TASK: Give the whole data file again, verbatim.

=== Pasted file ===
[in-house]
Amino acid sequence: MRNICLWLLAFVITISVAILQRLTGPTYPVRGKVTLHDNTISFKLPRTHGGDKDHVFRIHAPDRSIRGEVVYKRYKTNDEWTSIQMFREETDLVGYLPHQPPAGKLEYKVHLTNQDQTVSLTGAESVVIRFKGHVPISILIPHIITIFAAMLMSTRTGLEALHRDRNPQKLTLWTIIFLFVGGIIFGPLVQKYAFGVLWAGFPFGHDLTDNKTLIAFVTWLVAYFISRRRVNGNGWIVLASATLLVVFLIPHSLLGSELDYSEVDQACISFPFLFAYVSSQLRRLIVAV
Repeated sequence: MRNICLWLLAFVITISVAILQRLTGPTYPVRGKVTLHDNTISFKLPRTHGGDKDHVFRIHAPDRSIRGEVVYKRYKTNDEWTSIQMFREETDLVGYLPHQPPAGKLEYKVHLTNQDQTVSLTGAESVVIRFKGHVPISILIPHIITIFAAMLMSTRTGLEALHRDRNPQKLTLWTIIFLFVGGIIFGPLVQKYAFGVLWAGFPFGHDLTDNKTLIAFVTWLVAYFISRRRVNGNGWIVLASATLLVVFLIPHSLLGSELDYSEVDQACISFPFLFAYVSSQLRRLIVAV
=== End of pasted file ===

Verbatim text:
[in-house]
Amino acid sequence: MRNICLWLLAFVITISVAILQRLTGPTYPVRGKVTLHDNTISFKLPRTHGGDKDHVFRIHAPDRSIRGEVVYKRYKTNDEWTSIQMFREETDLVGYLPHQPPAGKLEYKVHLTNQDQTVSLTGAESVVIRFKGHVPISILIPHIITIFAAMLMSTRTGLEALHRDRNPQKLTLWTIIFLFVGGIIFGPLVQKYAFGVLWAGFPFGHDLTDNKTLIAFVTWLVAYFISRRRVNGNGWIVLASATLLVVFLIPHSLLGSELDYSEVDQACISFPFLFAYVSSQLRRLIVAV
Repeated sequence: MRNICLWLLAFVITISVAILQRLTGPTYPVRGKVTLHDNTISFKLPRTHGGDKDHVFRIHAPDRSIRGEVVYKRYKTNDEWTSIQMFREETDLVGYLPHQPPAGKLEYKVHLTNQDQTVSLTGAESVVIRFKGHVPISILIPHIITIFAAMLMSTRTGLEALHRDRNPQKLTLWTIIFLFVGGIIFGPLVQKYAFGVLWAGFPFGHDLTDNKTLIAFVTWLVAYFISRRRVNGNGWIVLASATLLVVFLIPHSLLGSELDYSEVDQACISFPFLFAYVSSQLRRLIVAV